Oh. But we were so wrong…
We got the inspector in, and even though we told ourselves we wouldn’t accept any homes that needed large repairs, when he said we needed a new roof, Dave and I looked at each other and said “we really do like the place…” so we did it, we made a list of small things for the sellers to fix, and we took care of the roof. They accepted. Awesome, we thought it was going rather well. Until. We got a call from the bank and they said that they were not going to be able to give us the loan because the sellers had messed up their transfer of title, and due to some sloppy mistakes, and some guidelines in place by the banks corporate committee, they could not finance us. Crap. So we went with another bank, and had to extend the escrow period so that they wouldn’t drop us and sell the house to someone else. So we had to do all of our paperwork over again with the new bank, and it’s a lot of paperwork, I’m talking probably close to a hundred pages, when all is said and done. I think I got carpel tunnel from it, honestly.
Finally, we closed. We signed all the escrow documents, set up the wire for the down-payment, and prepared to move out of the apartment and into our own little piece of the American Dream. We both almost had heart attacks when it took forever for the wire to go through, but it eventually did, and we finally got the keys. We had a beer with Seth in the kitchen, and began calling licenced contractors to check out the roof, the furnace, and some electrical issues. New roof; well, we already knew that, so we priced a few and went with the cheapest one, who also happened to have the best product, (find a balance of the two, if you can) the electrician came in and fixed a rather rookie problem that the sellers’ contractors made by installing a light switch panel where there was supposed to be a GFCI receptacle to prevent us from electrocuting ourselves in the event of a short. Then the HVAC guy came and said “your furnace is actually older than your house, and it sucks, and you’re losing 55% of your heat out your roof because your attic ducting also sucks. Oh, and it’s unsafe.” Damn. So, we need to redo the entire heating system then? Yes. Fantastic.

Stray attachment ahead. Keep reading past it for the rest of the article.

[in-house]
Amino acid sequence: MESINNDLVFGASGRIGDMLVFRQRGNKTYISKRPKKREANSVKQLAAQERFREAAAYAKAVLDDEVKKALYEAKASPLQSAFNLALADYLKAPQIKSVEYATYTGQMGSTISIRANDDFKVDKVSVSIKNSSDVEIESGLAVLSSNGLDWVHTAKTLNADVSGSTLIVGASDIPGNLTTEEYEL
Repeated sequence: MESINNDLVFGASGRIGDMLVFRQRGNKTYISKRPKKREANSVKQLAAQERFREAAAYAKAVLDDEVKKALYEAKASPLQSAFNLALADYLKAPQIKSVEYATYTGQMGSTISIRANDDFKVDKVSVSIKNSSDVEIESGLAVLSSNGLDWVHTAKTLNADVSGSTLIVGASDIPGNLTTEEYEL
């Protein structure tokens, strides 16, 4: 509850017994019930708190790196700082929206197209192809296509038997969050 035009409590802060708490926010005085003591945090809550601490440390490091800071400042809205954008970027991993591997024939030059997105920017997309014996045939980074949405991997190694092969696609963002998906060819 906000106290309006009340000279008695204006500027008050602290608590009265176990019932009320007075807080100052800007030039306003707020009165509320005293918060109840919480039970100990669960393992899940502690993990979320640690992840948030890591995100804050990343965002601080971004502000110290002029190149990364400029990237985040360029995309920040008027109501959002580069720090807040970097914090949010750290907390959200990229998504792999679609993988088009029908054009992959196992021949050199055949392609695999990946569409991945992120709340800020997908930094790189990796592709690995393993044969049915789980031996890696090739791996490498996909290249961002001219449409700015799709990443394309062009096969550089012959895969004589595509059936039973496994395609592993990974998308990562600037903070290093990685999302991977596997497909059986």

The lesson we learned, however, is that we were putting money in all the right places (thank God!). We put a fantastic roof on, complete with new insulation that really helps to regulate the temperature in extreme cases, and our new furnace is more efficient, even with the gas bill, and it should pay for itself in just five years. Those are two really good selling points, too. We’re planning on moving in 10-12 years, in favor of more room and privacy (see my “neighborhood etiquette” post for more) and when the time comes, buyers will see that we’ve made all the necessary improvements for them to have a safe, secure, efficient home.
The lesson: Houses cost a lot of money (and I didn’t even get into the fun repairs/purchases we’ve had to make! Next time…) but, they’re so worth it, especially when you find the right one.